Baby Hair + Afros
So Beyoncé just snatched my edges. Left me dead. Flatlined. I am kvelling right now (RIP Stacey Dash). Why? You know, because she dropped Formation and it went off! Why the hype? Other than the fact that it’s Beyoncé, Formation is black. Blackety black. Nina Simone black. Country Grammar black. Color Purple black. It is unapologetic artistry and I can’t get enough. One part feminist declaration and one part black power manifesto, I’m with it.
Beyoncé uses imagery and lyrics to create a narrative that is black as hell for the world to see, like it or not. The video starts off with a bang with her standing on a New Orleans police car in flooded water with Messy Mya in the background asking “What happened in New Orleans? Bitch I’m back by popular demand.”
Throughout the video she continues to highlight New Orleans, her history, black culture and womanhood. From Big Frieda samples and voice overs to hair stores, cheddar bay biscuits and everything in between. Flashes of New Orleans streets and parades and clips of black folk at church and dancing.
In case you forgot Beyoncé is black (mix that Negro with that Creole), her husband is black and her baby is black. Showing the adorable toddler Blue in the video with the lyrics I like my baby hair with baby hair and afros effectively shutting up every critic that has ever had the audacity to come for Blue’s adorable fro. I loved the other two girls playing with her in all of their 4C glory. And to add further to her domination she sings I like my negro nose with Jackson 5 nostrils. Black is beautiful baby and so was MJ (I'm looking at you Joseph Fiennes).
Most appealing to me was the image of Beyoncé and bevy of beautiful black women in the ‘big house’ on the plantation. Everything from the house to the attire is pure history. Black women were concubines, sexual objects used to please any man’s whims. And there is even more history to the place of Creole people in Louisiana, delving into octoroon and quadroon territory. Beyoncé is slaying and stomping master’s house down with her lyrics of black beauty and pride. The whole scene was beautiful defiance.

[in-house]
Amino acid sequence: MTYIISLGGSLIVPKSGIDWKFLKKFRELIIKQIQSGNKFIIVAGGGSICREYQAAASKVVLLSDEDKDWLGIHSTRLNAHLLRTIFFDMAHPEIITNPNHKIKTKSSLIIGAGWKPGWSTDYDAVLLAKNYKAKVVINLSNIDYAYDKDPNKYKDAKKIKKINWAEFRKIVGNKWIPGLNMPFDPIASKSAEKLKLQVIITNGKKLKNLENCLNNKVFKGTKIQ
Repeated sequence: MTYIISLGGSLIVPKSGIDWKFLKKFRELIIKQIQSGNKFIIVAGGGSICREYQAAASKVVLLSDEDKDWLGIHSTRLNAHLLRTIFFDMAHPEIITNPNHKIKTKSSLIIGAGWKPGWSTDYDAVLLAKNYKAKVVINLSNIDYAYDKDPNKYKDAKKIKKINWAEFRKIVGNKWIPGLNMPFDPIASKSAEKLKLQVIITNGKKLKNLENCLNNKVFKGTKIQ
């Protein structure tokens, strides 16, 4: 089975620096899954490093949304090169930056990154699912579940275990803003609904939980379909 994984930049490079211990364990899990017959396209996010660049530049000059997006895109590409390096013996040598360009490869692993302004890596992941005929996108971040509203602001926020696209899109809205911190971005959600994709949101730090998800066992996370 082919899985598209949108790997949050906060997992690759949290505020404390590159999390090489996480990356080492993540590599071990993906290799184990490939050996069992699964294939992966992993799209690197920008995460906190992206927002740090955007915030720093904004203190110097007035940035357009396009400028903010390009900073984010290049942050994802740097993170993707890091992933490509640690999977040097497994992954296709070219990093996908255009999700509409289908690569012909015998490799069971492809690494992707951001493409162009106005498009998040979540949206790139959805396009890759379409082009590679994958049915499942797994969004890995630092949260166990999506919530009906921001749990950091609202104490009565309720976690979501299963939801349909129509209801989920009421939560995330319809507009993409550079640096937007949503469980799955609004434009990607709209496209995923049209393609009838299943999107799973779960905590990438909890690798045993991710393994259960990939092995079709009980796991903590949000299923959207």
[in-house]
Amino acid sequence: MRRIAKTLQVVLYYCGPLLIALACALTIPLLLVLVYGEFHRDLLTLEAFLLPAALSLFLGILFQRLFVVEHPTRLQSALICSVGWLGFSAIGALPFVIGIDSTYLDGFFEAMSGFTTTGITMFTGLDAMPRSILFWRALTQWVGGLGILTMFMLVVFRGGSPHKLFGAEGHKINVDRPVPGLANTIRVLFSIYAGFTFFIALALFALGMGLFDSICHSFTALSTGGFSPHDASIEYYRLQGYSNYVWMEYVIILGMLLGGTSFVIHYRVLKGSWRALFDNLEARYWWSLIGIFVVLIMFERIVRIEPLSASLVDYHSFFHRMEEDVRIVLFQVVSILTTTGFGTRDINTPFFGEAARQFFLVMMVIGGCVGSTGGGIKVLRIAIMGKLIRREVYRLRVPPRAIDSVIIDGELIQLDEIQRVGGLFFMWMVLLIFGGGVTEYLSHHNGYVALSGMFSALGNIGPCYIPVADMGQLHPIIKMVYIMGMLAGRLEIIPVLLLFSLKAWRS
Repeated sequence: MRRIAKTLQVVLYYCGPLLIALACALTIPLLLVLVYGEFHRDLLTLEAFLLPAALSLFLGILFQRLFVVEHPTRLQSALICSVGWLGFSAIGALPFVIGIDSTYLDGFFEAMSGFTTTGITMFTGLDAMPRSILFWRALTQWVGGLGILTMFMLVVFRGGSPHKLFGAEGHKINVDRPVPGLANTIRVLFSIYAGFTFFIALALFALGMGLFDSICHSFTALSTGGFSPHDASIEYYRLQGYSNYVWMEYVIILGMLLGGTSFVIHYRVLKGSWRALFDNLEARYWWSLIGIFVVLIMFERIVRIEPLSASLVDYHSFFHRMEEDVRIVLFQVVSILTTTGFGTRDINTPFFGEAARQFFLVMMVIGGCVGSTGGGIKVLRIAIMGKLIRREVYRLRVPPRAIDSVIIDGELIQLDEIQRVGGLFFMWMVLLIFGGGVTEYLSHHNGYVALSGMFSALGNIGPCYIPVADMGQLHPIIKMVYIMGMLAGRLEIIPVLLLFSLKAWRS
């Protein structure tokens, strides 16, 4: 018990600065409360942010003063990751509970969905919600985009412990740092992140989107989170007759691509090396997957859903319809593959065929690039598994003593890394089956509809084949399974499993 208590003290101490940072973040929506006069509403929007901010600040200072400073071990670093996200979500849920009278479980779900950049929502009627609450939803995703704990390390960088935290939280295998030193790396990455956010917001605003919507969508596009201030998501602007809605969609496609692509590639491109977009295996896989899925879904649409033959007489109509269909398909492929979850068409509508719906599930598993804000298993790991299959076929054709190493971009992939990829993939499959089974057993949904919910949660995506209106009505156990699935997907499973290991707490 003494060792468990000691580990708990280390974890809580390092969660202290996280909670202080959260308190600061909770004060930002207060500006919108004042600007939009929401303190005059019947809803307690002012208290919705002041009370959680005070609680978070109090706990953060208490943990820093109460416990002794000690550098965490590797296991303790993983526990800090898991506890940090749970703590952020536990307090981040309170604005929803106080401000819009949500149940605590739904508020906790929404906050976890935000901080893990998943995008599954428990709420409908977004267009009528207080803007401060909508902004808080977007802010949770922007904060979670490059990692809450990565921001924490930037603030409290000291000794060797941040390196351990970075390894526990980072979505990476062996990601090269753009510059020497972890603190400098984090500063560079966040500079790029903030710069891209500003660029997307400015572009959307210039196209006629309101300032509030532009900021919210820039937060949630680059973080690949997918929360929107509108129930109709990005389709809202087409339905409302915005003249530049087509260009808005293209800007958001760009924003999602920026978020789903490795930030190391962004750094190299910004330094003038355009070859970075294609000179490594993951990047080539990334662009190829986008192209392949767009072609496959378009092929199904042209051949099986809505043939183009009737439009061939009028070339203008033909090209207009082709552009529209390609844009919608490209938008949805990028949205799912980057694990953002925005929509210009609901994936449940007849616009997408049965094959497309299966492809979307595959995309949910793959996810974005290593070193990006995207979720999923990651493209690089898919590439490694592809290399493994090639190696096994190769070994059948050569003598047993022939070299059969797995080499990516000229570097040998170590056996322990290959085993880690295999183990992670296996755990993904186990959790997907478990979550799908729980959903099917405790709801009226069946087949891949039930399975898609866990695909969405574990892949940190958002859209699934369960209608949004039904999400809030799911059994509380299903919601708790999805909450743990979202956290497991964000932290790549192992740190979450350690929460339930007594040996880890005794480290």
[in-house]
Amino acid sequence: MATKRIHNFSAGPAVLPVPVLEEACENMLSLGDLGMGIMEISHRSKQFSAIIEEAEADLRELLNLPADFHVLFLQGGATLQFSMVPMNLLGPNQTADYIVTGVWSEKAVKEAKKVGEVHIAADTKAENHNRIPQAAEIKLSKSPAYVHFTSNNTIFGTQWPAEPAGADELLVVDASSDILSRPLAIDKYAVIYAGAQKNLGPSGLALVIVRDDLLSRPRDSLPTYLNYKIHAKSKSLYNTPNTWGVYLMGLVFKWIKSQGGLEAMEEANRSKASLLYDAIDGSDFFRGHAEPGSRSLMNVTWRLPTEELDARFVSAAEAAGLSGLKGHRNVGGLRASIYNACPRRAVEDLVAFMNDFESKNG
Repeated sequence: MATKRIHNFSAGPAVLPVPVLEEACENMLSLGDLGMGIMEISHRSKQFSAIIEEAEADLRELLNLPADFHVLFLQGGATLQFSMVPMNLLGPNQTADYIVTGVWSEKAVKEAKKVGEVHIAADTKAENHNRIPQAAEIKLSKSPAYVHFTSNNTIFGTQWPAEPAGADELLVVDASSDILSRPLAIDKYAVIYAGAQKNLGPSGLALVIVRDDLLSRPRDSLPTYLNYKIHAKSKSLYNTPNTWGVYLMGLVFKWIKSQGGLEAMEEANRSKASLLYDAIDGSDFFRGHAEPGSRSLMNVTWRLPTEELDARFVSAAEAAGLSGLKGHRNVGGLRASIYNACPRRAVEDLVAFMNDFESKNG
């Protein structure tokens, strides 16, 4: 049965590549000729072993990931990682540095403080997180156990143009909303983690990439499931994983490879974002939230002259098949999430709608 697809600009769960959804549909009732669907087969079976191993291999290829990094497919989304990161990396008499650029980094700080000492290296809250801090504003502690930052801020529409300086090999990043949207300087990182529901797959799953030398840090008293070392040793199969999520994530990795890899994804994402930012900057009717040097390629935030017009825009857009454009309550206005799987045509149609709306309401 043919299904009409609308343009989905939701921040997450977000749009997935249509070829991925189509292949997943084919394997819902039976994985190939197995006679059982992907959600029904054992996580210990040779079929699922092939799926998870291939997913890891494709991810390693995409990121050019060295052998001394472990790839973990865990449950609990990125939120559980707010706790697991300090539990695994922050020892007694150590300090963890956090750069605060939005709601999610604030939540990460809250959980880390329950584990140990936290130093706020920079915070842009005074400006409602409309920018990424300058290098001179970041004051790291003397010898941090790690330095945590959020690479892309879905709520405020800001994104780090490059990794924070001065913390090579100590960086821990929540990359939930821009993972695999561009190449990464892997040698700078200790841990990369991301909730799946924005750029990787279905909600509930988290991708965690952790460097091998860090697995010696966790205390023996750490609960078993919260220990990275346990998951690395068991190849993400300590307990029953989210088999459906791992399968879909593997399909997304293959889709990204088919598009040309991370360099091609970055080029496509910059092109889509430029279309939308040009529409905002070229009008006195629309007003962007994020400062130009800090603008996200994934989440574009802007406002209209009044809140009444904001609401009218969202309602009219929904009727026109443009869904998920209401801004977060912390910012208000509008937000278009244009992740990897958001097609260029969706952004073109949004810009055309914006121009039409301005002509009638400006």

I see it. I want it. I dream it. I work hard. I grind till I own it. Did you forget the feminist declarations she makes too? What’s your goal? What are you doing to make it happen? We can all get what we want. You just might be a black Bill Gates in the making. Beyoncé gives you reign to slay, go off and get yours. You don’t have to ask for permission to be successful you have to take it. Ladies get in formation and slay and don’t forget: stay gracious, the best revenge is yo paper.
I can go on and on. The MLK Newspaper. The bands and drill teams! The hair store. The corner store. The afros. The beautiful dancers. She was meticulous and calculated and this video did not disappoint.
And I would be amiss to not mention that throughout the video are images of a little black boy dancing in a hoodie in front of cops without a care in the world, it’s powerful. His dance and the cops hands up at the end was amazing to see and the panned image of graffiti declaring ‘Stop Shooting Us.’ It’s a bold declaration: We are not target practice, give us a chance to live. Beyoncé’s symbolic drowning at the end is icing to the black ass cake she just served the world.
Formation launched during Black History Month on the weekend of Trayvon Martin's 21st birthday. Beyoncé’s genius timing seems to known no limits. In one video drop Beyoncé effectively shut me, and every other critic, up. I have always wanted more from Beyoncé and Jay-Z in terms of the black lives matter movement as they have a platform unlike any other, she might get yo song on the radio station after all. The biggest star in the world is black and that speaks volumes to the influence she can have. She imparted it in this video. Proving once again she works on her own schedule so we need to be ready. Go slay and treat yourself to some cheddar biscuits Queen.